Some of the most common lifestyle-influenced factors that may affect female and male fertility include:
- Weight problems
- Exposures to toxins and chemicals
- Sexually transmitted diseases
Get educated on the latest news about how these lifestyle choices can affect your ability to get pregnant.
Smoking and Fertility
Cigarette smoking may affect your fertility, making it harder for you to get pregnant. Smoking can also affect your baby’s health. If you smoke, or live with a smoker, it is never too late to make a change! Quit smoking and reduce your exposure to cigarette smoke. If you do, it might help you get pregnant more quickly, and it will also protect the health of your child.
Weight and Fertility
Let’s face it: many of us struggle to maintain a healthy weight, especially as we get older. Weight problems are not just bad for your health; weight problems are also linked with female and male infertility. Being over- or underweight can make it harder for you to get pregnant. If you are trying to get pregnant, keep your weight at a healthy range. Maintain a healthy lifestyle that includes eating well and regular exercise. This will increase your chances of getting pregnant and also increase your chances of having a healthy and comfortable pregnancy.
Chemicals and Fertility
If you use commercial cleaning products, pesticides, and plastic containers, you may be exposing yourself and your family to chemicals called endocrine disruptors. Scientists believe that endocrine disruptors, found in common household products, prevent your hormones from functioning normally. Some studies show that these endocrine disruptors may lead to fertility problems, while others do not. To reduce your exposure, pay more attention to the products you use, and try to purchase new items that do not contain the chemicals mentioned above.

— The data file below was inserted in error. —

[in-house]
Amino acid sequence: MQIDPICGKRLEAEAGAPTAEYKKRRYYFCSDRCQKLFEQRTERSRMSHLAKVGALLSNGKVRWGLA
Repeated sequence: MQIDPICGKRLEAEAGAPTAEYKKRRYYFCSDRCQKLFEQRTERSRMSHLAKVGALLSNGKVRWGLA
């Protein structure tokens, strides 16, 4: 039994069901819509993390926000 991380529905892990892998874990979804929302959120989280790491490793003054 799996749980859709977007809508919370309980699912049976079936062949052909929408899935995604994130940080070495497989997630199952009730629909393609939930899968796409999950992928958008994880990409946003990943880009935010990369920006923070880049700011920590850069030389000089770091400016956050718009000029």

STDs and Fertility
Sexually transmitted diseases (STDs), also called sexually transmitted infections (STIs), can cause fertility problems. The main STDs that can lead to infertility include chlamydia, gonorrhea, syphilis, and human papillomavirus (HPV). All individuals who engage in sexual activities are at risk as STDs can be passed during unprotected sexual intercourse, anal sex, or oral sex. Other ways these infections can be passed on is through sharing IV needles, childbirth or breastfeeding. Few people realize that these sexually transmitted diseases can cause damage that may eventually lead to infertility. Prompt treatment of STDs is critical to protect your fertility.
To learn more about your personal health risks regarding your lifestyle and infertility, make an appointment with a fertility specialist.